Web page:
Threat Modeling allows us to apply a structured approach to security and will also help us to address the threats that have the greatest impact to the application. Thereby we can systematically identify the threats that are most likely to affect our application. We need to have a good understanding of our application architecture and how we are going to implement it, so that we can plan for counter measures in a logical order. So the inclusion of Threat Modeling in the Software Development Life Cycle (SDLC) will help us to ensure that applications are being developed with security built-in from the very beginning.
The primary benefit of using Threat Modeling early in the project is that all possible threats to the software systems can be identified and mitigated and hence in this way, a more secure software application can be developed. For example during the design phase of the project, if we are able to address the design flaws even before a single line of code is written, then we would be able to reduce the need to redesign and fix security issues in code at a later time.
Once a threat model is generated, it should be iteratively visited and updated as the software development project progresses. It won’t be able to identify all the possible threats in a single pass. Also applications are rarely static. The application needs to be enhanced and adapted to suit changing business requirements, so the Threat Modeling process should be repeated as your application evolves.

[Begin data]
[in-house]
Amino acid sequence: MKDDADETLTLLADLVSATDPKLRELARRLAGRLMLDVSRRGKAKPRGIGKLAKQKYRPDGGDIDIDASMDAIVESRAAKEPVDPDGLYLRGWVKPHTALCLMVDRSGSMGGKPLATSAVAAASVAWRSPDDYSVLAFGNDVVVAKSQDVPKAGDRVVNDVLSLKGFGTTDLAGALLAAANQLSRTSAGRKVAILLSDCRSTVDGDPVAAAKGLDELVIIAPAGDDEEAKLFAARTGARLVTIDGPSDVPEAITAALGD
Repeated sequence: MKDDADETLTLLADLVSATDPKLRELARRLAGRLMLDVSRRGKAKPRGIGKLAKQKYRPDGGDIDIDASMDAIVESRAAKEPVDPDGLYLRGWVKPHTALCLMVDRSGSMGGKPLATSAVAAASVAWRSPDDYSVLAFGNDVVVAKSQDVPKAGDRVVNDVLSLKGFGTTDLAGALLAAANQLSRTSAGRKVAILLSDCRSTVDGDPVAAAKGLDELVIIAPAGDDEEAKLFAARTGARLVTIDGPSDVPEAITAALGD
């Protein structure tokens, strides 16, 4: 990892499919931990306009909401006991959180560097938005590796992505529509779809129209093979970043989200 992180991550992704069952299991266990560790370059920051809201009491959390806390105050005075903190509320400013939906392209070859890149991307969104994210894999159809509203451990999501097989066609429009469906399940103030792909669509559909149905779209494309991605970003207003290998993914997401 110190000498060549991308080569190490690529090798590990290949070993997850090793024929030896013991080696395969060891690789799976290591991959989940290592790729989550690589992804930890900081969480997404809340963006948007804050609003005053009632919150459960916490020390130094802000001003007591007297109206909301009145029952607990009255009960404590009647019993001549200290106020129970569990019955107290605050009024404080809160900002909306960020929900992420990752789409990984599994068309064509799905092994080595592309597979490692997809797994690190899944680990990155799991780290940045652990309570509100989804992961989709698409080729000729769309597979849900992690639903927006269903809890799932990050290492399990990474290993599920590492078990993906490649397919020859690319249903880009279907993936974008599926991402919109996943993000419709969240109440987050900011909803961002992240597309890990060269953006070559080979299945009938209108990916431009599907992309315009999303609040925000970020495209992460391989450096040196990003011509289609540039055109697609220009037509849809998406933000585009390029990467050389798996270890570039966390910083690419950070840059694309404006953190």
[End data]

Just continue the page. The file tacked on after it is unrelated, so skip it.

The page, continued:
The development team can use a threat model to implement controls and write secure code. Testers can use the threat models to generate security test cases and can also validate the controls that need to be present to mitigate the threats identified in the threat models. Operation personnel can use threat models to configure the software securely so that all entry and exit points have the necessary protection controls in place. When we plan for a threat model it is important that we take inputs from representatives of the design, development, testing, and deployment and operations teams.
Identifying the threat is important. We need to think in the way an attacker thinks and what all things he will be able to achieve. Here we will look into STRIDE and DREAD Threat Modeling approaches proposed by Microsoft and how they are related with the pillars of Information Security, the CIA (Confidentiality, Integrity and Availability) triad.
STRIDE is a way of classifying security threats in terms of what can be done if an exploit is found. DREAD is another aspect where we look at how likely and common the exploit can be. So we identify the threat through the STRIDE Modeling and rate the threats through DREAD Modeling.
STRIDE, stands for Spoofing, Tampering with Data, Repudiation, Information Disclosure, Denial of Service, and Elevation of privileges. As we discussed above it is about classifying security threats in terms of what can be done if an exploit is found.